What was it really like to be Richard Nixon? Evan Thomas tackles this fascinating question by peeling back the layers of a man driven by a poignant mix of optimism and fear. The result is both insightful history and an astonishingly compelling psychological portrait of an anxious introvert who struggled to be a transformative statesman.
©2015 Evan Thomas (P)2015 Random House Audio
This is a very readable and surprisingly sympathetic bio of Nixon. More than most bios of RMN, Thomas devotes as much space to trying to unravel and understand Nixon’s complex and flawed character as he does to the historical record. Thankfully, he has the good sense to rely on the insights and comments (often humorous) of Nixon’s contemporaries in painting a picture of the Nixon personality rather than allowing himself to veer into psychobabble. After reading Being Nixon, I still can’t say I fully understand the man and his contradictions but this is probably as close as any bio will come. If I had a criticism it would be that like most presidential bios, scant time and space is devoted to the post-presidential life of Nixon though I was certainly eager for more details than what was given around, for instance, his reaction to being pardoned, how he dealt with his downfall and attempts to rehabilitate himself, and the Frost/Nixon interviews. Despite this, I quite enjoyed Being Nixon and recommend it.
I was in high school during Watergate and watched most of the Senate hearings. This book helped me to see Nixon as a person and to revisit that era through the eyes of an adult. At the time, I saw all of people in the Nixon administration as one monolithic block, but now I see that they were competing individuals with various motives, rivalries, and animosities. And I learned that Nixon foes such as Katharine Graham and Ben Bradlee had personal animosities toward Nixon, whereas before I had seen them purely as altruistic heroes.
I was able to empathize with the early Nixon, in that I am also clumsy and sometimes feel uncertain in social situations. So having come to empathize with him, I was disappointed to learn how vindictive he became and how much he lost his moral compass as president. Yet I had always thought of him as villain, so I shouldn't have been surprised.
The book also helped me to appreciative Nixon's accomplishments as president, especially in foreign policy.
Bob Walter did an excellent job of capturing Nixon's cadence.
There were some funny parts that had me laughing out loud.
I didn't like Nixon then and I still don't think there is much to like, but I learned a great deal from this book and I am the better for listening to it. A biography of Richard Nixon is a difficult hand to play but Evan Thomas has played it well. His points about the good side of Nixon are delivered gently like a fly cast before a fish not harshly like a street fight.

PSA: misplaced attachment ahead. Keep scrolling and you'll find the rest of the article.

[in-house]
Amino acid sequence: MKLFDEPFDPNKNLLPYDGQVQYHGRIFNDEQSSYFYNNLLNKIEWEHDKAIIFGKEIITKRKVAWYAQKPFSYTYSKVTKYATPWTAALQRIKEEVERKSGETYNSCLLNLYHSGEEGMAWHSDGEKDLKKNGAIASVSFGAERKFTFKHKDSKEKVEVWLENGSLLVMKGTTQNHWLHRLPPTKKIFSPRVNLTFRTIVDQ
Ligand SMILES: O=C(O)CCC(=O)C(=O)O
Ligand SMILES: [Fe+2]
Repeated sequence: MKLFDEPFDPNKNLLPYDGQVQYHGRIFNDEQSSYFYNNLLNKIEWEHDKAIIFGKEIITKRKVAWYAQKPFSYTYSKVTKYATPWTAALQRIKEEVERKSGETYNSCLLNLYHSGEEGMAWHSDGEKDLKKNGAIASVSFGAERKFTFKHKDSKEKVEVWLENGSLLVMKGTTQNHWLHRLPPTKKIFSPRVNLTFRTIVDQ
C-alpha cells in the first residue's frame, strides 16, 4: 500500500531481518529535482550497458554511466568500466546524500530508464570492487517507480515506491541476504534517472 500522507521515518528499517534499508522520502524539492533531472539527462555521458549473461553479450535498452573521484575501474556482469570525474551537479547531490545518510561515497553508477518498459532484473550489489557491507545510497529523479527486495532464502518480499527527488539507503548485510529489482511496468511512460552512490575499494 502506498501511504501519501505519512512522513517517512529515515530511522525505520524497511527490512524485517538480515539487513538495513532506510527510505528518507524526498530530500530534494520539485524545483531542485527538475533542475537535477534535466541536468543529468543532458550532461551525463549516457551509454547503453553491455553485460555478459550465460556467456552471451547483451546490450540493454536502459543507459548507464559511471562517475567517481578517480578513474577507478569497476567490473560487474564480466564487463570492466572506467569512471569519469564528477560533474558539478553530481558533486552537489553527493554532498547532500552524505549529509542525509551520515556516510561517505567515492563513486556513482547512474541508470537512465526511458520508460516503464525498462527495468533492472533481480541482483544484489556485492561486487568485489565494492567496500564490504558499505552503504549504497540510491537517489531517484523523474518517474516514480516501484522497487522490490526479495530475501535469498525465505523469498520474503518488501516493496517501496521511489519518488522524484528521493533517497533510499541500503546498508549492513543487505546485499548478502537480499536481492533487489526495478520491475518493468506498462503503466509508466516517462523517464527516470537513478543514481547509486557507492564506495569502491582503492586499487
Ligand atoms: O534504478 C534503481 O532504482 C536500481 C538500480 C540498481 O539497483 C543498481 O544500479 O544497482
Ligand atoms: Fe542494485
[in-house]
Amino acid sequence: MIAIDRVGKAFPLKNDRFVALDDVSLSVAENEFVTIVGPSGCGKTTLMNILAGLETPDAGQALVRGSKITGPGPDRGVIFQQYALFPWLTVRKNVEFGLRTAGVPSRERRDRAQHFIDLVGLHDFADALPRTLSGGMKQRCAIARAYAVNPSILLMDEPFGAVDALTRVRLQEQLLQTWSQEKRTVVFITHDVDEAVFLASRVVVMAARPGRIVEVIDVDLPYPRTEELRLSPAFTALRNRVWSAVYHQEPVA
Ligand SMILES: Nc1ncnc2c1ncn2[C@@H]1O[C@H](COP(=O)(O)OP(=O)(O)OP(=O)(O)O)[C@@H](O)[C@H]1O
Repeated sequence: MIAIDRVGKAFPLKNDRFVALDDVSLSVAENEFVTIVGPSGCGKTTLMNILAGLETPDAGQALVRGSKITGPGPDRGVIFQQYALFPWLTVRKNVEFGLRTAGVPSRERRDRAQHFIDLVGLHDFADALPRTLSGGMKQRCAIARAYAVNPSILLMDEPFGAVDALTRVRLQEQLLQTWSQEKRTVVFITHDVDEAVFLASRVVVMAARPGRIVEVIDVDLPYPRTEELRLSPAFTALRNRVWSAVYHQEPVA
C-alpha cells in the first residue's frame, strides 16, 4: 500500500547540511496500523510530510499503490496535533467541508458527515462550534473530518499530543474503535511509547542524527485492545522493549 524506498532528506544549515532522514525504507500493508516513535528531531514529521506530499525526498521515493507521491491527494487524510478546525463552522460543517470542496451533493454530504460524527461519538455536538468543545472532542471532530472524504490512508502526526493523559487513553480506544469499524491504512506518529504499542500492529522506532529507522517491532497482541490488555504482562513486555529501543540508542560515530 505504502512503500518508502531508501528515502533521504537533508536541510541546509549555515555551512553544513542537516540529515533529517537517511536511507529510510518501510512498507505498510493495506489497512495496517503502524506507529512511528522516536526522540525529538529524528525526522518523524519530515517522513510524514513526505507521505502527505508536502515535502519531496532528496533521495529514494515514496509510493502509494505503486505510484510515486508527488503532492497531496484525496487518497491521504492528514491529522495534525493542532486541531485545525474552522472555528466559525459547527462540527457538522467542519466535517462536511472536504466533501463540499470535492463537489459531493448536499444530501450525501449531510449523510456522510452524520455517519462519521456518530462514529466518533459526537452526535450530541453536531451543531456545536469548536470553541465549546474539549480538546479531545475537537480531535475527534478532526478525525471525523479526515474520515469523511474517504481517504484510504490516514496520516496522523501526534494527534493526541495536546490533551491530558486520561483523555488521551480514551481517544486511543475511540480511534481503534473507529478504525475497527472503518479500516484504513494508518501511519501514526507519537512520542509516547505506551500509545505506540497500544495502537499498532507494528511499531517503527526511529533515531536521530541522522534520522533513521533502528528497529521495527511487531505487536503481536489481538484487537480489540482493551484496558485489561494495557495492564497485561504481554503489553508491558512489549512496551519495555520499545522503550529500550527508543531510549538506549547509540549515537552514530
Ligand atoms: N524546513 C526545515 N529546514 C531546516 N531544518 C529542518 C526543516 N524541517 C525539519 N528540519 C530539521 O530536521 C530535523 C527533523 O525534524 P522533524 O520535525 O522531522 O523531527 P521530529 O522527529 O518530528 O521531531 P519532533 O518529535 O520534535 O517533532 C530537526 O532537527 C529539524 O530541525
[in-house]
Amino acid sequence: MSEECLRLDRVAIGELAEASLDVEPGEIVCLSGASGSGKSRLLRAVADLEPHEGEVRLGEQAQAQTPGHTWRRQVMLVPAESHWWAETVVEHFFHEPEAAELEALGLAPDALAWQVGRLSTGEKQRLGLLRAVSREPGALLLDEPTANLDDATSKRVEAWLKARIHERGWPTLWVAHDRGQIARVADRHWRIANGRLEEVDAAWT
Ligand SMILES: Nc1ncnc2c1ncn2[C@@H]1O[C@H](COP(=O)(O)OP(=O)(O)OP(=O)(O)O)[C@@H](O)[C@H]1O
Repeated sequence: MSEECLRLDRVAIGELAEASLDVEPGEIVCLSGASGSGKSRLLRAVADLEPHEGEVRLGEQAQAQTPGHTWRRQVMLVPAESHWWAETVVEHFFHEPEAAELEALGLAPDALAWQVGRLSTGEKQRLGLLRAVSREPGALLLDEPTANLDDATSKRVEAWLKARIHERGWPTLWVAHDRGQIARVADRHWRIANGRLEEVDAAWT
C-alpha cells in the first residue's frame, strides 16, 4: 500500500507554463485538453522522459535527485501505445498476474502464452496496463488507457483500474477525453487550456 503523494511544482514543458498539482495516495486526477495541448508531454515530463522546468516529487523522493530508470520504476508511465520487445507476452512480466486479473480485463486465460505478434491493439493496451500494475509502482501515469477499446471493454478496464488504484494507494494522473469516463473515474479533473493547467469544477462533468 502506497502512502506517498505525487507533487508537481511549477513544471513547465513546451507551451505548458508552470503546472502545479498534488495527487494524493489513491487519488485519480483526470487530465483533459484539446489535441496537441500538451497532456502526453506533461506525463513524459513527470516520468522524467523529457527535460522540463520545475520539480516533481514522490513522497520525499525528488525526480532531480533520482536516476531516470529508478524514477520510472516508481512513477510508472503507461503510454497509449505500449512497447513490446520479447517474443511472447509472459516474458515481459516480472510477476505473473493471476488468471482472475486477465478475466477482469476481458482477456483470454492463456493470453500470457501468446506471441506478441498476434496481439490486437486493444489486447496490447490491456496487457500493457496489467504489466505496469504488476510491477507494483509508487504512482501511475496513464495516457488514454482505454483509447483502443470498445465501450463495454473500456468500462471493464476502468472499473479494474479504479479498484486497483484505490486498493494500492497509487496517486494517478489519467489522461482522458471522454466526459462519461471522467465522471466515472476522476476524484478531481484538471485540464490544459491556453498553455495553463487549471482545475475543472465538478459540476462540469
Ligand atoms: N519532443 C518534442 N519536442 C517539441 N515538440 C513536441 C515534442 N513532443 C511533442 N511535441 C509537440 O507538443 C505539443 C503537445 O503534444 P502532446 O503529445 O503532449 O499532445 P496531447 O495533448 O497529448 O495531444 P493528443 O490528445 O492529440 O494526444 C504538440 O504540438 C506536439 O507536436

This is an honest well researched account of Nixon that wipes away the character depicted in the press and shows the agony and bafflement of a man who really did not understand himself.
Yes - the narrator has an effortless delivery, precise pronunciation, and a compelling delivery that makes this such a pleasure to hear.
When JFK and Lyndon Johnson stole the 1960 election from Nixon through voter fraud in Illinois and Texas -- and how Nixon took the high-road and did not appeal the election turnout through the courts, which he was encouraged to do by President Eisenhower and others who believed he was robbed.
When Nixon was on the phone with Eisenhower, awaiting his answer on whether he was to continue as the VP running-mate, and he growled at Eisenhower that "there are times, such as these, when one needs to either shi* or get off the pot!".
This is a terrific story, that is more evenly-balanced and better researched than most typical books on Nixon (many of which are biased hatched-jobs, which this is not). It paints a well-rounded picture of this most compelling, complex, unusual, and effective President.
Noted presidential biographer Evan Thomas seeks to explain Nixon, rather than condemn him. If only Nixon had known himself half as well as Thomas understands him!
I saw that Bill Gates recommended this book, so I thought I would give it a listen at work. I really wanted to like it. I think Nixon is a tragic character and very easily vilified rather than understood. The only thing more tedious than reading emails about banks is listening to this book. I felt the same way reading Nixon's autobiography, so maybe it is just Nixon as a subject. I have vowed to make it through this book, and maybe post-presidency it will get more interesting.
Maybe the best biography of its type that I have read. As with most persons who achieve great power, Nixon was a very complex personality. The author manages to present a fair analysis without taking political sides.
First of all hats off to Bob Walter for the performance. His voice adapts very well to the situation and I loved his tone.
The book is very insightful, and takes very good closeups of president Nixon. It's not just a classic history book, analysing his actions from outside, but tries to go inside the action, inside the head of the 37th president, inside his decisions. You really feel getting close to the man himself, and I feel that I have a very good understanding of president Nixon and his human nature.
It is a sympathetic bio, but I was not interested in a permanent critical analysis of his actions. I was more interested in getting to know the man, and I think the book reached this expectation.
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